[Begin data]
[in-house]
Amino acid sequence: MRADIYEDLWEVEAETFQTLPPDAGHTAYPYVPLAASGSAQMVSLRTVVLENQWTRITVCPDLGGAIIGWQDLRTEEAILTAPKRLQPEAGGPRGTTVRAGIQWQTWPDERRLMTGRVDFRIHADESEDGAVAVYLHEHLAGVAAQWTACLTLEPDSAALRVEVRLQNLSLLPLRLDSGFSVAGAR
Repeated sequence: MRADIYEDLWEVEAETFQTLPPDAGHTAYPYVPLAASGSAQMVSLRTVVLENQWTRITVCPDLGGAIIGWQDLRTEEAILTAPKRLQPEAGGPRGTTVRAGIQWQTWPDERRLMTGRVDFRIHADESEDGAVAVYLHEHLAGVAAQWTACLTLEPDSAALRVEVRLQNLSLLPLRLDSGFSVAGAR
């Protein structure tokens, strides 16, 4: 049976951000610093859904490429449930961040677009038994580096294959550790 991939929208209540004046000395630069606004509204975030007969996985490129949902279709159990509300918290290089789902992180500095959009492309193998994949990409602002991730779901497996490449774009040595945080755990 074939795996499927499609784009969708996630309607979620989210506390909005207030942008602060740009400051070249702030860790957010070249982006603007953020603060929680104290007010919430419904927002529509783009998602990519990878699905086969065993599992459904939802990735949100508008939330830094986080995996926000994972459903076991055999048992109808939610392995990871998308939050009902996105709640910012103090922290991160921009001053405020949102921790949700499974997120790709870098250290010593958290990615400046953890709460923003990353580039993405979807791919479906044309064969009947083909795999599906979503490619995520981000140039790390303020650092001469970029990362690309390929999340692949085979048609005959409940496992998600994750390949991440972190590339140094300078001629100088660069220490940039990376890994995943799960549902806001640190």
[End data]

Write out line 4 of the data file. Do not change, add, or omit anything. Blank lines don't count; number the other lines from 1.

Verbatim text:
């Protein structure tokens, strides 16, 4: 049976951000610093859904490429449930961040677009038994580096294959550790 991939929208209540004046000395630069606004509204975030007969996985490129949902279709159990509300918290290089789902992180500095959009492309193998994949990409602002991730779901497996490449774009040595945080755990 074939795996499927499609784009969708996630309607979620989210506390909005207030942008602060740009400051070249702030860790957010070249982006603007953020603060929680104290007010919430419904927002529509783009998602990519990878699905086969065993599992459904939802990735949100508008939330830094986080995996926000994972459903076991055999048992109808939610392995990871998308939050009902996105709640910012103090922290991160921009001053405020949102921790949700499974997120790709870098250290010593958290990615400046953890709460923003990353580039993405979807791919479906044309064969009947083909795999599906979503490619995520981000140039790390303020650092001469970029990362690309390929999340692949085979048609005959409940496992998600994750390949991440972190590339140094300078001629100088660069220490940039990376890994995943799960549902806001640190």